The Herald of Everett, Washington
HeraldNet on Facebook HeraldNet on Twitter HeraldNet RSS feeds HeraldNet Pinterest HeraldNet Google Plus HeraldNet Youtube
HeraldNet Newsletters  Newsletters: Sign up | Manage  Green editions icon Green editions

Calendar


HeraldNet Headlines
HeraldNet Newsletter Delivered to your inbox each week.
Published: Tuesday, February 11, 2014, 5:21 p.m.

Q&A: What Inslee’s decision means for the death penalty

Q: What was the Gov. Jay Inslee’s rationale for suspending the death penalty during his time in office?
A: Inslee said, after studying the issue for a year, he became convinced that the death penalty is inconsistently applied in Washington and heavily influenced by the ability of counties to shoulder the high cost of seeking somebody’s execution. Inslee also said these factors weighed heavily:
  • Those convicted of capital crimes are rarely executed.
  • The costs of prosecuting the cases “far outweigh” the costs of locking the offender up for life.
  • Death sentences “are neither swift nor certain,” keeping victims’ families in limbo.
  • He sees no “credible evidence” that the death penalty is a deterrent.
  • None of the nine men now on death row can expect Inslee to set them free. However, he vowed to grant a reprieve from execution if presented with any death warrants.
Q: What does that mean for local cases?
A: Just one person from Snohomish County currently is under a death sentence. Prosecutors believe Inslee will be long gone from office before Byron Scherf likely runs out of appeals. A repeat rapist, Scherf already was serving a life sentence at the Washington State Reformatory in Monroe when he strangled corrections officer Jayme Biendl in the prison chapel three years ago.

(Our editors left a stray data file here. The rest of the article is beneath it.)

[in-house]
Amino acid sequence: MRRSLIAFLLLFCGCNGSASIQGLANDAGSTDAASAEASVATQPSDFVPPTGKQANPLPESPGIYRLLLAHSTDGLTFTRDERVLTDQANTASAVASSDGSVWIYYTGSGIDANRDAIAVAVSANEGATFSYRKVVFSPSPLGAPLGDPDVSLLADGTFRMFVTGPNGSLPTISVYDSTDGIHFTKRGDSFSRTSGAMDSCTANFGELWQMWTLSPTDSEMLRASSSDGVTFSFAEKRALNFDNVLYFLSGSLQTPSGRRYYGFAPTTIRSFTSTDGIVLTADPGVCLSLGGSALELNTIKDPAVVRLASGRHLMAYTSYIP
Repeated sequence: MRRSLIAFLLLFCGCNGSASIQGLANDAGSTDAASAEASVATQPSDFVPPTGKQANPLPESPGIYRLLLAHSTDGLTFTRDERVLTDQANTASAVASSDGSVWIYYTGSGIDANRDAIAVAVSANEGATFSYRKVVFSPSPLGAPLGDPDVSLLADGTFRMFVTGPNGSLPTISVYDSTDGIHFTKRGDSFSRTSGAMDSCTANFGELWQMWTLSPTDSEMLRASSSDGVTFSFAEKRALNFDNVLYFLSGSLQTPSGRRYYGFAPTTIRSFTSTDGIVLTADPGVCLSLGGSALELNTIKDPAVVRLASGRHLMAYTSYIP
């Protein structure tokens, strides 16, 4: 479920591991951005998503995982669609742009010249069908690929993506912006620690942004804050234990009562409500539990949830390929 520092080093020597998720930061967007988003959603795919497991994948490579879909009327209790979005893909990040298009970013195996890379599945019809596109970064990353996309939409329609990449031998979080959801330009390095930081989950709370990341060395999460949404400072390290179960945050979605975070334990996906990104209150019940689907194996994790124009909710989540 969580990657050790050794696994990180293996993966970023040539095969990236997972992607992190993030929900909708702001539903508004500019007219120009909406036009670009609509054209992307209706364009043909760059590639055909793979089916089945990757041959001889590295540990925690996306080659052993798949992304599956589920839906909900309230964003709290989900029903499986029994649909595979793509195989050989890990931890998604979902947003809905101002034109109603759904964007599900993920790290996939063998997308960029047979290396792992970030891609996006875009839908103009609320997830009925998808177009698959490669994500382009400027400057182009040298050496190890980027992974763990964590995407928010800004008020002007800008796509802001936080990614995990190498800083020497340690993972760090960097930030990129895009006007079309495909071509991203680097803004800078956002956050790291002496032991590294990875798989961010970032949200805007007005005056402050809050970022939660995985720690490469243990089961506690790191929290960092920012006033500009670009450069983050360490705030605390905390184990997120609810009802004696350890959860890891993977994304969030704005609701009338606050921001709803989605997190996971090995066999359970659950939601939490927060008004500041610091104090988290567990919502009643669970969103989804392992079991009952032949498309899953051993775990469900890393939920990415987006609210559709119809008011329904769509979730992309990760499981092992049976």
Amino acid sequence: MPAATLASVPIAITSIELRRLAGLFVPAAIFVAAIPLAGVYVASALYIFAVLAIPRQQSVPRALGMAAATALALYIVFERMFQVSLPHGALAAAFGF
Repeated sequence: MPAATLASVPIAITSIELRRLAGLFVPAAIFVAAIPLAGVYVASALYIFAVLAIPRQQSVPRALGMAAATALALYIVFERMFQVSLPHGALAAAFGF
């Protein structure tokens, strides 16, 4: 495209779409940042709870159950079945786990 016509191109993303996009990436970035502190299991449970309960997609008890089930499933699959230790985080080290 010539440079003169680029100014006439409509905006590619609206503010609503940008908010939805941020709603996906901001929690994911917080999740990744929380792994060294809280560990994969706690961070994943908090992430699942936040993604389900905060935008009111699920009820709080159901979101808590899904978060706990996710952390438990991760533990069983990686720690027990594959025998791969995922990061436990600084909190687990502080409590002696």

Q: Will the decision change how prosecutors do their work?
A: Maybe. Prosecutors say that they will continue to seek appropriate sanctions based on the evidence and the law. At the same time, they recognize that seeking a death sentence — already rare because of the difficulty — just got even more challenging.
Q: How much does it cost to seek death?
A: A lot, according to a 2000 study by the state Supreme Court, which tallied not only the dollars but also the years of court time spent on capital cases. The typical death penalty case at the time cost several hundred thousand dollars to bring to trial, typically produced more than 10,000 pages of case records and often required nearly a dozen years of appeals. The cost to bring Scherf to trial in 2013 was estimated at upwards of $1.7 million, and his appeals have just begun.
Q: How many states still have the death penalty? How many have moratoriums?
A: The death penalty is still in force in 32 states, including Washington, as well as in the federal government and the U.S. military. There are 18 states, plus the District of Columbia, that do not have the death penalty.
Q: How many people from Snohomish County have been executed?
A: Six people have been put to death for crimes in Snohomish County, including two since the death penalty was reinstated in Washington in 1981. The first was Angus McPhail, who was hanged in 1905 for a shooting in a Darrington saloon. The most recent were Charles Rodman Campbell (hanging, 1994) and James Homer Elledge (lethal injection, 2001).
Q&A: What Inslee’s decision means for the death penalty

Share your comments: Log in using your HeraldNet account or your Facebook, Twitter or Disqus profile. Comments that violate the rules are subject to removal. Please see our terms of use. Please note that you must verify your email address for your comments to appear.

You are logged in using your HeraldNet ID. Click here to update your profile. | Log out.

Our new comment system is not supported in IE 7. Please upgrade your browser here.

comments powered by Disqus
digital subscription promo

Subscribe now

Unlimited digital access starting at 99 cents, or included with any print subscription.

loading...